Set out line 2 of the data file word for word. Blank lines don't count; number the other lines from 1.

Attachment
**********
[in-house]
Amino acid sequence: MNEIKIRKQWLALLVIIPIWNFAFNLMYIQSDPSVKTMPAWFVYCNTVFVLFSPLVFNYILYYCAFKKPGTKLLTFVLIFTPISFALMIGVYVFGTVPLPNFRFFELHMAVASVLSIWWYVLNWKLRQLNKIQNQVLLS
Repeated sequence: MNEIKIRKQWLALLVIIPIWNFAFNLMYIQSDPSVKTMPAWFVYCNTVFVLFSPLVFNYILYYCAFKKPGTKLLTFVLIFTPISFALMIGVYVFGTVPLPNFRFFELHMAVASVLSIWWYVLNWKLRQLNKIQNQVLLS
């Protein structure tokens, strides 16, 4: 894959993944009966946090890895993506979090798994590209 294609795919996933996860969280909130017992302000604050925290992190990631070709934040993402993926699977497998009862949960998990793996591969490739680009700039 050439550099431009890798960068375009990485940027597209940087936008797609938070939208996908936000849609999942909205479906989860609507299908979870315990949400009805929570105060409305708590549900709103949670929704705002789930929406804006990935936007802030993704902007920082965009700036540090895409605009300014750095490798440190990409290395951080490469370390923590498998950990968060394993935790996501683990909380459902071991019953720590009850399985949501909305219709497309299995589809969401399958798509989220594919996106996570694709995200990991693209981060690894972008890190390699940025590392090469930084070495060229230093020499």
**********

Amino acid sequence: MNEIKIRKQWLALLVIIPIWNFAFNLMYIQSDPSVKTMPAWFVYCNTVFVLFSPLVFNYILYYCAFKKPGTKLLTFVLIFTPISFALMIGVYVFGTVPLPNFRFFELHMAVASVLSIWWYVLNWKLRQLNKIQNQVLLS